Having a baby is a life-changing experience and you’ll be able to take plenty of time off work to deal with it. You’ll need to fill in a form to apply for maternity leave.
Everyone must take at least two weeks’ maternity leave, but how much additional time off you can take and the pay you get will depend on how long you’ve worked for us and how much you get paid. Typically you’ll have some time at 90% of full pay, followed by a period on a lower rate.
You’ll find full details in our Family Friendly Guidance, attached below.
How much time you can take off and the pay you get will depend on your terms and conditions. The information on this page, and in our Family Friendly Leave Guidance, is for staff employed on Buckinghamshire Council Terms and Conditions.
If you are on AVDC, BCC, C&SB, or WDC terms and conditions, your entitlement may be different. For more information and to find any forms you may need please use the links below:
Tell your manager your pregnancy due date when you feel comfortable doing so. But remember that the sooner you do the easier it will be for your manager to plan for your absence.
You must tell your manager you’re pregnant by the end of the 15th week before the week you’re expected to give birth.
You should also let them know the date you want your maternity leave to start. You can always change this date with at least 28 days’ notice.
Please fill out the Maternity/Adoption Notification form and give a copy to your manager and HR. You should do this as soon as you can.
You should also get a MATB1 form from your doctor or a registered midwife and hand it in with the notification form.
We will write to you within 28 days to confirm your expected due date and the date you are expected back at work.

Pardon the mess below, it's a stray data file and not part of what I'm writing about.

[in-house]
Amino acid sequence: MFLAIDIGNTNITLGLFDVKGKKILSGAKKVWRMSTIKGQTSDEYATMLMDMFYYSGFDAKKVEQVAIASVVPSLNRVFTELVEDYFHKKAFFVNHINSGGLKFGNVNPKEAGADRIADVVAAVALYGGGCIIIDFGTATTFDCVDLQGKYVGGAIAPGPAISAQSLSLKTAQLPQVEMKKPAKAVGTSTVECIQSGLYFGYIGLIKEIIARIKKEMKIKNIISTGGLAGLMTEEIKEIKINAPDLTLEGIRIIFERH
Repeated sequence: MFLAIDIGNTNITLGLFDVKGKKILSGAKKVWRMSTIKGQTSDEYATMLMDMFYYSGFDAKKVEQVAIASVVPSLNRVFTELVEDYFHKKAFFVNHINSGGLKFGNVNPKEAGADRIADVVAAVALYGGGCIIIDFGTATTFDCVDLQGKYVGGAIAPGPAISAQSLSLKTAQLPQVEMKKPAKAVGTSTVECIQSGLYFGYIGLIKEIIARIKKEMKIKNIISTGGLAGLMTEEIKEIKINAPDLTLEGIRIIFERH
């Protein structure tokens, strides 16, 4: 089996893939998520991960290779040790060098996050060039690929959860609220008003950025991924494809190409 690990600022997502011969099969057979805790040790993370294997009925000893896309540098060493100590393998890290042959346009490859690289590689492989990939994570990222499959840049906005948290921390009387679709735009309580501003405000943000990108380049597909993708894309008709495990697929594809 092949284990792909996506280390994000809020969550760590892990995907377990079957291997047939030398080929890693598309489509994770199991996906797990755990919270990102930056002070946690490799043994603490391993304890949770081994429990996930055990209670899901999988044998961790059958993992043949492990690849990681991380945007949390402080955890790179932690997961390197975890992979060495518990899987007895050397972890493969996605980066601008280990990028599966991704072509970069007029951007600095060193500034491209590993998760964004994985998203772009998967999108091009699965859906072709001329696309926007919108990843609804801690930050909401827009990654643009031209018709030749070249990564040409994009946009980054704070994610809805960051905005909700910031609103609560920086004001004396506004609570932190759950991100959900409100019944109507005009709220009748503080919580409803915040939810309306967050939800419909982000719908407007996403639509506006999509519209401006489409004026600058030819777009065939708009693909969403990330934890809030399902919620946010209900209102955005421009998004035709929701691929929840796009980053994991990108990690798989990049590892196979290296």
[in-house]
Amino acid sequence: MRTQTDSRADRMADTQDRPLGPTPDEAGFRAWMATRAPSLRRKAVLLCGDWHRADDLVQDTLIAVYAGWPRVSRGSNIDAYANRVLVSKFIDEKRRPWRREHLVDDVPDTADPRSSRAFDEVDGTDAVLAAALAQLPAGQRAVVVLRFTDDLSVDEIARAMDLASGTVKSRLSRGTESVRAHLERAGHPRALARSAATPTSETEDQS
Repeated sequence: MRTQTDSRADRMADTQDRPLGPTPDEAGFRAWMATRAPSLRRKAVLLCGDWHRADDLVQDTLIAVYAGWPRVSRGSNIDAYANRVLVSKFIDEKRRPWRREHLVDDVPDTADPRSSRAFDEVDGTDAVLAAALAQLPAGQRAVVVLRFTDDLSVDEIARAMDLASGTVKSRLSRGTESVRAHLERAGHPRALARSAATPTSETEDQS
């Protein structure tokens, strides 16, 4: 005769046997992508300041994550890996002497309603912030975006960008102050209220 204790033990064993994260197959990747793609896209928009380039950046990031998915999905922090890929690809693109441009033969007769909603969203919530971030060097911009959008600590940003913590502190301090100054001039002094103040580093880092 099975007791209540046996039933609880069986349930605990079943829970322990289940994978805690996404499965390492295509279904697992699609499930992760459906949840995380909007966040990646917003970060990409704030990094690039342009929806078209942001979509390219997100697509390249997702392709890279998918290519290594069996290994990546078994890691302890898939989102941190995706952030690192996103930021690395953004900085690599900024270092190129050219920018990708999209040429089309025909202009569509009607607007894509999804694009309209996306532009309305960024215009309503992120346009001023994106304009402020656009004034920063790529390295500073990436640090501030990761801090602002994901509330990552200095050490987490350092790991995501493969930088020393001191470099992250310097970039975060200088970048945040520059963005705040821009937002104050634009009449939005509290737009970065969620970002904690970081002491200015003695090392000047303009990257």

Your manager will:
- Assess any risks for you at work when you are pregnant – you can read more in the Expectant Mother's Risk Assessment.
- Talk to you about your work progress and update this in your record
- Meet with you to review your work achievements before you start your maternity leave
You should get paid time off for all your antenatal appointments. This includes antenatal care for relaxation and parenting classes as well as medical appointments.
What your manager needs to see
Aside from your first appointment, your manager will ask to see evidence of appointments with medical practitioners including midwives and health visitors.
The father or partner can get unpaid time off work to attend two antenatal appointments.
Keeping in touch (or KIT) days allow you to stay in touch with what’s happening at work while you’re on maternity leave. For example, you might want to use a KIT day to attend training.
You can get paid for up to up to 10 KIT days during your maternity leave.
You don’t have to take KIT days unless you want to and any work you do on these days has to be part of your normal employment contract.
Fill out a KIT days claim form and you’ll be paid for the number of hours you’re at work. This will be offset against any maternity pay for that week.
The total amount you receive can’t be more than your normal full pay. Any payment for KIT days won’t affect your maternity allowance / maternity pay or the length of maternity leave you want to take.
Whether you work one hour or a full day, this will count as one of your 10 KIT days.
It’s really helpful if you can keep your manager updated on your plans and when you want to come back to work.
If you decide you want to return to work early, you must tell your manager in writing at least eight weeks before you want to return to work. This will help them with any plans in place to cover your absence.